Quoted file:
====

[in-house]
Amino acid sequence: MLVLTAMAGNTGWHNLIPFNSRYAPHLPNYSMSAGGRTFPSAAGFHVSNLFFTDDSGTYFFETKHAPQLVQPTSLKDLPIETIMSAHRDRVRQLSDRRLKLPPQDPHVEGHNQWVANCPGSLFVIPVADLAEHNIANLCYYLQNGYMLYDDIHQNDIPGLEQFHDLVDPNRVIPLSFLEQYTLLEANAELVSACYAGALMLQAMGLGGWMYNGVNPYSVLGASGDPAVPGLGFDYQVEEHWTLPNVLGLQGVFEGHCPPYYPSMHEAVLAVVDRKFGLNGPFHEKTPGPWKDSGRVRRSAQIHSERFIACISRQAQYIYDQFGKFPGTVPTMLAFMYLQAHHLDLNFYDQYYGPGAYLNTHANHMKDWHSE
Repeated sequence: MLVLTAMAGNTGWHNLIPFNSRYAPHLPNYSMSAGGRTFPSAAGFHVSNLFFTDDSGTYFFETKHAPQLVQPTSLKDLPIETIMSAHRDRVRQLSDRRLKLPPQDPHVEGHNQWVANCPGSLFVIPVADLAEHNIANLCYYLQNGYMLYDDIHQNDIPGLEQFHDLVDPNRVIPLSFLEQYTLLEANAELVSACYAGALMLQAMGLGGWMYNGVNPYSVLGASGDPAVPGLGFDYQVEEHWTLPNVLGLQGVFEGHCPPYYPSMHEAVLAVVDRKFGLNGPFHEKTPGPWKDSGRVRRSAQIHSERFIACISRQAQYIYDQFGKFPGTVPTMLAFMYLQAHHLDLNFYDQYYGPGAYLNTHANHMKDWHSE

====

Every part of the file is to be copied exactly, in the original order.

[in-house]
Amino acid sequence: MLVLTAMAGNTGWHNLIPFNSRYAPHLPNYSMSAGGRTFPSAAGFHVSNLFFTDDSGTYFFETKHAPQLVQPTSLKDLPIETIMSAHRDRVRQLSDRRLKLPPQDPHVEGHNQWVANCPGSLFVIPVADLAEHNIANLCYYLQNGYMLYDDIHQNDIPGLEQFHDLVDPNRVIPLSFLEQYTLLEANAELVSACYAGALMLQAMGLGGWMYNGVNPYSVLGASGDPAVPGLGFDYQVEEHWTLPNVLGLQGVFEGHCPPYYPSMHEAVLAVVDRKFGLNGPFHEKTPGPWKDSGRVRRSAQIHSERFIACISRQAQYIYDQFGKFPGTVPTMLAFMYLQAHHLDLNFYDQYYGPGAYLNTHANHMKDWHSE
Repeated sequence: MLVLTAMAGNTGWHNLIPFNSRYAPHLPNYSMSAGGRTFPSAAGFHVSNLFFTDDSGTYFFETKHAPQLVQPTSLKDLPIETIMSAHRDRVRQLSDRRLKLPPQDPHVEGHNQWVANCPGSLFVIPVADLAEHNIANLCYYLQNGYMLYDDIHQNDIPGLEQFHDLVDPNRVIPLSFLEQYTLLEANAELVSACYAGALMLQAMGLGGWMYNGVNPYSVLGASGDPAVPGLGFDYQVEEHWTLPNVLGLQGVFEGHCPPYYPSMHEAVLAVVDRKFGLNGPFHEKTPGPWKDSGRVRRSAQIHSERFIACISRQAQYIYDQFGKFPGTVPTMLAFMYLQAHHLDLNFYDQYYGPGAYLNTHANHMKDWHSE